By TEMPLE A. STARK, Casa Grande, Ariz.
Since I’m a Photoshop 7.0 user, I considered Photoshop Elements 3 a step backward; after all there must be a reason Photoshop is so expensive, right?
I downloaded a free 30-day tryout of Elements (172MB), which was a fine, easy download on my Internet connection, but at 56.6 kbps would have taken seven hours. It was then as I waited the few minutes for it to download and flipped through the pages of the book again that I realized O’ Reilly offers me a 45-day free download, complete with coupon code.
That was just the first of many surprises with Elements.
Upon opening the program it has one of the few splash screens that’s actually worth keeping around. It offers “Start from scratch” “Open file for editing” and “Connect to Camera or Scanner” options as well as a fourth “Recent images” selection. that last choice will automatically list the last handful of photos you’ve worked on
I’ve got thousands and thousands of photos I’ve taken, so I opened a file. What PSE does is merge an image browser—where you can look at a folder’s worth of pictures (or every picture on your computer), with the editing software. Pick your image choice and double-click it and you are in Elements.
First time users of any Photoshop program have every right to be scared half out of their wits by all the windows that appear when your image opens up. Cutely, they show up in a camera shutter-like spiral.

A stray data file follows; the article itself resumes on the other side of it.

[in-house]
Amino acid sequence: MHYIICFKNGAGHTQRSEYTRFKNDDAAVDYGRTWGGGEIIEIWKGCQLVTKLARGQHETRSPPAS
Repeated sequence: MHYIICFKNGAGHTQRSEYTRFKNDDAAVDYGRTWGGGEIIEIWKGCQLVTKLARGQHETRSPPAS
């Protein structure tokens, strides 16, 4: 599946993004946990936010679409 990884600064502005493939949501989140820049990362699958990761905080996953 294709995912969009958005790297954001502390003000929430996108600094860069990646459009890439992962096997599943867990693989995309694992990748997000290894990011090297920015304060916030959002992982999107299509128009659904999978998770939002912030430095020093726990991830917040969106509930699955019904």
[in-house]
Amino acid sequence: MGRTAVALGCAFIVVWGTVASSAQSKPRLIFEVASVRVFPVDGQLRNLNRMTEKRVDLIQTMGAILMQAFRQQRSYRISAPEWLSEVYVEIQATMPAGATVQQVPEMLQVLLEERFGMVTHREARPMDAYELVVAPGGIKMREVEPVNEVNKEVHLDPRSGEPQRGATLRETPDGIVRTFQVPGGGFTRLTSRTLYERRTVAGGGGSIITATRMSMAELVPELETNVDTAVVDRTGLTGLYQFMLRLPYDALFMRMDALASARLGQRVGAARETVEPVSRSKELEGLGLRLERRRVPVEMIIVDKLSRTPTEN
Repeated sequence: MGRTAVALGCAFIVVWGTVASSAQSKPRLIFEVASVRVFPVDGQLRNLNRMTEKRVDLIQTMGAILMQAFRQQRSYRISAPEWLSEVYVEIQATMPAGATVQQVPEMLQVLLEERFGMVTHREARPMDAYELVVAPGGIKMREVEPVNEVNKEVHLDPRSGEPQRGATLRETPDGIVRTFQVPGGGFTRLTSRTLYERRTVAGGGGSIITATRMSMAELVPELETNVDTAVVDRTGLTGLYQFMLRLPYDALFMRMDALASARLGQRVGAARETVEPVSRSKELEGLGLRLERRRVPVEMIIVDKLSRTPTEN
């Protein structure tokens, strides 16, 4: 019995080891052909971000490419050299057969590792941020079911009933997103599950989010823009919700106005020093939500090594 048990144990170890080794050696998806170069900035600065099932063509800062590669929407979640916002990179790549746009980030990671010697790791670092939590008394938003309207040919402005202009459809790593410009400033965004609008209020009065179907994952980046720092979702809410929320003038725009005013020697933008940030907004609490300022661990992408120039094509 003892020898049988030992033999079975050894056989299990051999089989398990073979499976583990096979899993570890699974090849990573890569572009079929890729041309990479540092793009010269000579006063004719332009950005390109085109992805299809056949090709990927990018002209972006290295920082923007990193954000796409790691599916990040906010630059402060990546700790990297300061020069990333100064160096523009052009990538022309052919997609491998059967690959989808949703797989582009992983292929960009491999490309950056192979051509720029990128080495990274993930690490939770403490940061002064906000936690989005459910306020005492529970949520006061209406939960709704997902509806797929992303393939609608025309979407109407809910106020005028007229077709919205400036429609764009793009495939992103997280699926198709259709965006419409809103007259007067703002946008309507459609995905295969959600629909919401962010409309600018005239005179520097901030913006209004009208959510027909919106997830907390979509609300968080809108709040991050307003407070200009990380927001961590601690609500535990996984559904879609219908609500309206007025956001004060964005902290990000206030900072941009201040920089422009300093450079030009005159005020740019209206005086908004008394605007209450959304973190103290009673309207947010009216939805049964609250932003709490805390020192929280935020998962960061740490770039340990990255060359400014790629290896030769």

All along the right side are windows for layers, styles and effects, and the in-built Help guide. (Any of these windows can be hidden.) All along the left side are the basic tools—crop, choice magnetic lasso, magic wand, erasers, brushes.
The Missing Manual does a masterful job of carefully explaining what each one does and how to get it to do what you want. The book also follows the natural direction that most people would follow learning the program: chapters such as Finding Your Way Around Elements; Importing and Managing Your Photos; Rotating, Resizing and Saving; The Quick Fix and so on.
That’s Quick Fix button is one of the first things I saw. Scared of all those windows? The Quick Fix button is always visible in the top right corner. When clicked you get the bare minimum of retouching and resizing including contrast, red-eye reversal and removal of bad hues, like that yellowed wash of indoor photos as a result of fluorescent light. The minimalist approach is often what’s best for a simple presentation of photos.
But at first all those windows show up and two very new-to-me things attract my attention early. On the left main tool bar is a heart shape. It even turns red as you move your mouse over it. Move the cursor over the separate tool buttons and a short description of each pops up (along with the hot button key to get to it.) The heart is the “Cookie Cutter Tool.”
That had caught my eye in the book as well as I’d fanned through it.